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Pasadena’s newest public art sculpture vandalized

by Pasadena Star-News

PASADENA – Vandals have seriously damaged “Timeless Joy,” one of four sculptures just installed for the first citywide Rotating Public Art Exhibition.

“Timeless Joy” – a hummingbird made of Harley Davidson and bicycle parts by artist LT Mustardseed – was damaged the day after it was set up on the southwest corner of Washington Boulevard and Marengo Avenue in late August, Rochelle Branch, the city’s cultural affairs manager, said Tuesday.

First the long beak was broken off and now the wings have been wrenched off the body, leaving a hole in the sculpted bird’s back.

Police Lt. Rick Aversano said Tuesday that he expected a report to be filed and that the vandalism was under investigation.

“I’m sure there are going to be some really disappointed residents throughout the Northwest,” said Ishmael Trone, a longtime neighborhood activist. “Unfortunately the community is going to have to police public art … and hopefully, it doesn’t discourage the city from putting public art here.”

“Timeless Joy” and three other sculptures – “Convergence” at the traffic island at Washington Boulevard and Glen Avenue, “Diversity” at Sierra Madre Boulevard and New York Drive, and “Handstand” at Sunset Avenue and Mountain Street – were purposely put in areas of the city that have traditionally been short-changed in public art.

The city was to pay Mustardseed a $3,000 honorarium for the 18-month exhibit, Branch said.

The 18-month process of selecting the art involved extensive community input, said Patrick Conyers, chairman of the Arts and Culture Commission.

“It saddens me, we were obviously so excited to get the project up,” Conyers said. “But we knew any time putting public art up that (vandalism) is a possibility.”

Conyers said the commission had discussed questions of upkeep and taking care of the artworks – which he said are insured – and said getting the community involved is key.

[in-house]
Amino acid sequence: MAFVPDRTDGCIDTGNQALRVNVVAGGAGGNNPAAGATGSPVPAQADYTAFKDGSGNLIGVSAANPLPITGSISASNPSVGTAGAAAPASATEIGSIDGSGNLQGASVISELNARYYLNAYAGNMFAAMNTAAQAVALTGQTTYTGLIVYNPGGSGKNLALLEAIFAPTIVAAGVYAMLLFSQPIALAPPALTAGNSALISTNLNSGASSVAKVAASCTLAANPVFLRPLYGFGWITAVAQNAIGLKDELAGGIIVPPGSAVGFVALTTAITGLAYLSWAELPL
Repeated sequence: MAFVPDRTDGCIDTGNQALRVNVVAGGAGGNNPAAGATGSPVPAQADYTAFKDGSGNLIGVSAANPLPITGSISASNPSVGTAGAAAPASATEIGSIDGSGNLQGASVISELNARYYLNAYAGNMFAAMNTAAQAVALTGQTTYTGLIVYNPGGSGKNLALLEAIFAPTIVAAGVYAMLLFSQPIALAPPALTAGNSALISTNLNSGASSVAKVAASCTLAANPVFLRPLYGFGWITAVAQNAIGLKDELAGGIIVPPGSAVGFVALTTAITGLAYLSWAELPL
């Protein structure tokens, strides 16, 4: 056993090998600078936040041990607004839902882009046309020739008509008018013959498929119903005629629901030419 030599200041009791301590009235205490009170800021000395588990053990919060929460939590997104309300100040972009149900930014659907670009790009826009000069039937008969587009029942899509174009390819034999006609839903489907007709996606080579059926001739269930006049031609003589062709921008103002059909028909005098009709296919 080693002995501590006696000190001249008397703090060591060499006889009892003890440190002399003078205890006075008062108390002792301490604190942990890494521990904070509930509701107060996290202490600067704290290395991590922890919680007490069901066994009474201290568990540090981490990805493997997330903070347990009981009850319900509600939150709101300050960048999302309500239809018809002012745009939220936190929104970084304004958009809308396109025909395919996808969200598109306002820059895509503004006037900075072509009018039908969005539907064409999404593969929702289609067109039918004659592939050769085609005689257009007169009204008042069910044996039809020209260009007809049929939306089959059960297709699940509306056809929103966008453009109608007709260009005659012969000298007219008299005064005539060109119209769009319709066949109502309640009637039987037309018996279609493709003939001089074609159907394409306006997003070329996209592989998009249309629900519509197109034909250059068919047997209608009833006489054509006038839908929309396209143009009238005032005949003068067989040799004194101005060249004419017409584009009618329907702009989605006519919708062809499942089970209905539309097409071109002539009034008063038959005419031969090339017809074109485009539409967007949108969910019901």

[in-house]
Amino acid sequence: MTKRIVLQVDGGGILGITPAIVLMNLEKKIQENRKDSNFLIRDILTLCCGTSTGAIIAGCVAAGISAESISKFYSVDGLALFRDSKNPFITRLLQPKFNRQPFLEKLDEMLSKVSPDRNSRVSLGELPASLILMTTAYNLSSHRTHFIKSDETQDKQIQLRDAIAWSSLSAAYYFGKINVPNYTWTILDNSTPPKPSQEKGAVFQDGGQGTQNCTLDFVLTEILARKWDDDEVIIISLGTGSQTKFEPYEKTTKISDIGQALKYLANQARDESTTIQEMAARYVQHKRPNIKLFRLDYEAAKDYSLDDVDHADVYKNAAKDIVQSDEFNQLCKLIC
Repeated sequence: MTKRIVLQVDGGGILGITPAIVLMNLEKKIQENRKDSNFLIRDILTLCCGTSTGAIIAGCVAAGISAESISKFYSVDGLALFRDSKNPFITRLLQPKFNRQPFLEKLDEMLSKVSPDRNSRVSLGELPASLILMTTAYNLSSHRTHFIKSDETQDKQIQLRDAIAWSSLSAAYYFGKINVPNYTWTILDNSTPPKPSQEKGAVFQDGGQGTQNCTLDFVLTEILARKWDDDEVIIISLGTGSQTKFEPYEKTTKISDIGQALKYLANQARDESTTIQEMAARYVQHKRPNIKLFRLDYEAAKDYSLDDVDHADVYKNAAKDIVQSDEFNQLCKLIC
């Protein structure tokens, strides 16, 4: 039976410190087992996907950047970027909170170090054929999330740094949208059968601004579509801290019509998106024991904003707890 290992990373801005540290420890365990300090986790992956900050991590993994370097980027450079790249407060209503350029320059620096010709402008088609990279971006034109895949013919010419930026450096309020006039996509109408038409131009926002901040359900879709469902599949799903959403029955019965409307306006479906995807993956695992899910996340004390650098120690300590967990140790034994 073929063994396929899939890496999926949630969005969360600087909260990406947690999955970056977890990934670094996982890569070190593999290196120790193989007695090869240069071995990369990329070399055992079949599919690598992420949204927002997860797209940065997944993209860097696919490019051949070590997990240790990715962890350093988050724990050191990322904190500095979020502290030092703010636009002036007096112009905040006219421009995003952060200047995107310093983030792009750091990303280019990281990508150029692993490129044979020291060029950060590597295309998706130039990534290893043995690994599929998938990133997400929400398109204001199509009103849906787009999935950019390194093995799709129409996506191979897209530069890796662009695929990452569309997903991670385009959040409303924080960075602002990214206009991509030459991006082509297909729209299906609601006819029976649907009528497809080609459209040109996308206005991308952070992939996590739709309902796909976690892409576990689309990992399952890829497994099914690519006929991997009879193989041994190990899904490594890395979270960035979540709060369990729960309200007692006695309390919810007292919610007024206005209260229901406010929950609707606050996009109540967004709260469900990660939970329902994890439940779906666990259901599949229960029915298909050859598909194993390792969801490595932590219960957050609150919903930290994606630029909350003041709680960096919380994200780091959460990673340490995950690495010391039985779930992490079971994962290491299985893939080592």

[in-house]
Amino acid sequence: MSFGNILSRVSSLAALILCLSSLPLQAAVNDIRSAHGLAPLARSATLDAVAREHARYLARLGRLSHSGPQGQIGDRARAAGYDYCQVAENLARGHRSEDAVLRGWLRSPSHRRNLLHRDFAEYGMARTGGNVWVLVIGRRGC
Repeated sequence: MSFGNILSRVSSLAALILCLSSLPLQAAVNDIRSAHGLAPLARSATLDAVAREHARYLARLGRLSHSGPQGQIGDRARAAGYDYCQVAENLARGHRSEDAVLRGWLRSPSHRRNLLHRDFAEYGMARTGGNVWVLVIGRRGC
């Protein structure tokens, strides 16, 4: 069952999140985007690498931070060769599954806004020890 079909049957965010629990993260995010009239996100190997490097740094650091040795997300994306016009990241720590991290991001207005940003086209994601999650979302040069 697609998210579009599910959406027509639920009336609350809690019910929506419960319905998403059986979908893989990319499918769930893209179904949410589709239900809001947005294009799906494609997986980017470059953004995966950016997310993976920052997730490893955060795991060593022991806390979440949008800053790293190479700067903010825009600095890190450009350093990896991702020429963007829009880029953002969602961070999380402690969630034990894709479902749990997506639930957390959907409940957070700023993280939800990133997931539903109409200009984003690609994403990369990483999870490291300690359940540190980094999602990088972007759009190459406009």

“It’s a way of community-building and, as an ulterior motive, it can help `inoculate the artwork against vandalism or graffiti,”‘ Conyers said. “With this public art project there was a pretty rigorous process with the city and representatives nominated by the City Council who helped choose the artwork and the sites. I don’t know how much more we could have done to possibly get more community involvement.”

Councilman Chris Holden, whose district includes parts of Northwest Pasadena, called the vandalism “disgraceful.”

“Unfortunately, we’re trying to put something into the community to beautify it and show solidarity with the spirit of art and culture that Pasadena embraces,” Holden said. “Sometimes it just takes one person to mess it up for everyone.”

Seraphina Whitman, the assistant to Los Angeles-based LT Mustardseed, said the artist was “shocked” by the damage.

“To do that required a lot of physical force, and they scratched and chipped the paint pretty drastically,” Whitman said. “It’s been on public display for two years at another location, exposed to people, and it’s built pretty tough.”

The sculpture is valued at about $12,000, Whitman said, and repairs to what is basically a “found object” piece with an auto-style paint finish will be a “big project” that can’t be done on-site.

Returning the hummingbird to the same site “doesn’t seem smart,” Whitman said, “unless it’s on a very tall platform out of reach.”

Vandalism of public art is “not unknown,” Branch said.

“And we know this is not reflective of that community,” she said. “All it takes is one person and one thoughtless act.”

Picture information: Julie Vinock, 58, of Pasadena points to the area where two hummingbird wings were anchored to a metal sculpture. Vinock is upset that someone would vandalize the work, which was installed recently in Northwest Pasadena. (Walt Mancini Staff Photographer)

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